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H.S. teachers facing quandary over medical benefits

By: Sarat Pratapchandran

Feb. 3, 2007

Teachers in Tempe high schools who have announced their intention to retire at the end of this school year are awaiting a decision from the district’s governing board on whether continued medical coverage will remain among their guaranteed benefits.

The so-far unresolved question has left a number of teachers unable to determine whether they should withdraw their notices of intent in time to meet a March 1 deadline. A board-appointed committee is studying the matter.

“The committee is expected to present a recommendation to the Governing Board by mid-February in order for potential retirees to have the information they need to make a final decision,” TUHSD Director of Communications Linda Littell said in response to emailed questions.

Littell said the district has received 26 notices of retirement this year, compared to nine last year.

“We will be receiving rescinding letters until March 1, so this number will change,” she said.

Littell noted that “there are various reasons that people retire, however the district is currently reviewing and will make a recommendation on future retiree health benefits.”

The discussion revolves around a once commonly implemented procedure used by Tempe Union and other school districts that pays existing medical insurance premiums until the retiree qualifies for Medicare at age 65.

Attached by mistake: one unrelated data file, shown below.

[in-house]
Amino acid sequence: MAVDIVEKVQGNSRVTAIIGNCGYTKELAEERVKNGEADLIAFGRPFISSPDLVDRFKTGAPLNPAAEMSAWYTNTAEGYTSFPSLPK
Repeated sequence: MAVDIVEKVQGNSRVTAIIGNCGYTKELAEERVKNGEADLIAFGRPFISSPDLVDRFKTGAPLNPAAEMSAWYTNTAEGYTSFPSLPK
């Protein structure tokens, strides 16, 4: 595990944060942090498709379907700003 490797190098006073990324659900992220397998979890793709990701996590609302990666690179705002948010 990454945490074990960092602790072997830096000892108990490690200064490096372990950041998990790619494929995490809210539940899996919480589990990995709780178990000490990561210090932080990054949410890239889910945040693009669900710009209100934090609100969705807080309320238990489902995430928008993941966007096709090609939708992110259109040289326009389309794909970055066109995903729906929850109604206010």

Tempe has waffled on whether its policy should continue to include that longstanding provision, and two years ago didn’t decide in its favor until a number of teachers had missed a deadline to reconsider their planned retirement.

Most other districts have dropped the provision from their retirement programs altogether.

The president of the TUHSD teachers union, Richard Trujillo, did not respond to inquiries for the union’s position on the matter.

In the neighboring Kyrene School District, an official said the district is “seeing no trend in increased retirements.”

Vickie Middleton said 20 teachers have requested retirement at the end of this school year. In the 2005-06 school year the number was 24.

Asked whether Kyrene has developed incentives to keep highly qualified teachers from retiring, Middleton said in a written statement:
“Kyrene strives to maintain quality employees through our well developed curriculum, advanced technology, and comprehensive staff development offerings.”

Middleton noted that some teachers have returned to work for the district after retirement.

“As an incentive to return we offer a higher rate for substitute work than the regular daily rate and we offer full years of credited service on the salary schedule if they return to a contracted position.”

As part of its retirement policy, TUHSD allows retirees to return to work through a program administered by an outside consultant. However, Littell added, “There is no guarantee of employment after retirement to anyone.”
Kyrene does not source retired teachers back into its workforce through outside consulting companies, Middleton said.

“We do not have any employees hired through private firms.”

Middleton said she has no knowledge of how other districts handle the matter of continuing medical benefits for teachers who retire before age 65, nor was she aware of the issue being considered by the neighboring Tempe high school district.

A proposal is being considered that would combine Kyrene, Tempe Union and Tempe Elementary into a single, unified district.


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